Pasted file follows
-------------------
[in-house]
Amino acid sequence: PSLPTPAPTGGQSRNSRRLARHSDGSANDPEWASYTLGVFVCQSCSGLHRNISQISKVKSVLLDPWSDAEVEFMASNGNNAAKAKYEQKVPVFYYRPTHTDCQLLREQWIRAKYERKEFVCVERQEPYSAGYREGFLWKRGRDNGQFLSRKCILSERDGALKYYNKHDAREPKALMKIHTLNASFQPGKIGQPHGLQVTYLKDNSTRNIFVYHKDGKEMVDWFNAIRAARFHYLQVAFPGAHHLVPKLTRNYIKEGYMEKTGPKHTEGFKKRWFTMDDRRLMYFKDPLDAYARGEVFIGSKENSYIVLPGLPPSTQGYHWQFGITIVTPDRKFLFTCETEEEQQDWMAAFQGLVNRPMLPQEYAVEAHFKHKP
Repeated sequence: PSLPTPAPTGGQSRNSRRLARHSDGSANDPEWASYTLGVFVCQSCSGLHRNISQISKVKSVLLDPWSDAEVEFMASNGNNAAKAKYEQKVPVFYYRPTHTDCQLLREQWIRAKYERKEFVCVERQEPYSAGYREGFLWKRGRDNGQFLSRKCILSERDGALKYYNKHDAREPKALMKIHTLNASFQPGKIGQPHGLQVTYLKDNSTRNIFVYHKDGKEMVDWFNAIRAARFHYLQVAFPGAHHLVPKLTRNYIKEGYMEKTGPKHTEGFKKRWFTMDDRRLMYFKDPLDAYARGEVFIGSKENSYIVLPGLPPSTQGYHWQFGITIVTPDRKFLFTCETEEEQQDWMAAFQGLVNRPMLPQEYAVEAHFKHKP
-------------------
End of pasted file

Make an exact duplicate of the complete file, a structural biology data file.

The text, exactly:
[in-house]
Amino acid sequence: PSLPTPAPTGGQSRNSRRLARHSDGSANDPEWASYTLGVFVCQSCSGLHRNISQISKVKSVLLDPWSDAEVEFMASNGNNAAKAKYEQKVPVFYYRPTHTDCQLLREQWIRAKYERKEFVCVERQEPYSAGYREGFLWKRGRDNGQFLSRKCILSERDGALKYYNKHDAREPKALMKIHTLNASFQPGKIGQPHGLQVTYLKDNSTRNIFVYHKDGKEMVDWFNAIRAARFHYLQVAFPGAHHLVPKLTRNYIKEGYMEKTGPKHTEGFKKRWFTMDDRRLMYFKDPLDAYARGEVFIGSKENSYIVLPGLPPSTQGYHWQFGITIVTPDRKFLFTCETEEEQQDWMAAFQGLVNRPMLPQEYAVEAHFKHKP
Repeated sequence: PSLPTPAPTGGQSRNSRRLARHSDGSANDPEWASYTLGVFVCQSCSGLHRNISQISKVKSVLLDPWSDAEVEFMASNGNNAAKAKYEQKVPVFYYRPTHTDCQLLREQWIRAKYERKEFVCVERQEPYSAGYREGFLWKRGRDNGQFLSRKCILSERDGALKYYNKHDAREPKALMKIHTLNASFQPGKIGQPHGLQVTYLKDNSTRNIFVYHKDGKEMVDWFNAIRAARFHYLQVAFPGAHHLVPKLTRNYIKEGYMEKTGPKHTEGFKKRWFTMDDRRLMYFKDPLDAYARGEVFIGSKENSYIVLPGLPPSTQGYHWQFGITIVTPDRKFLFTCETEEEQQDWMAAFQGLVNRPMLPQEYAVEAHFKHKP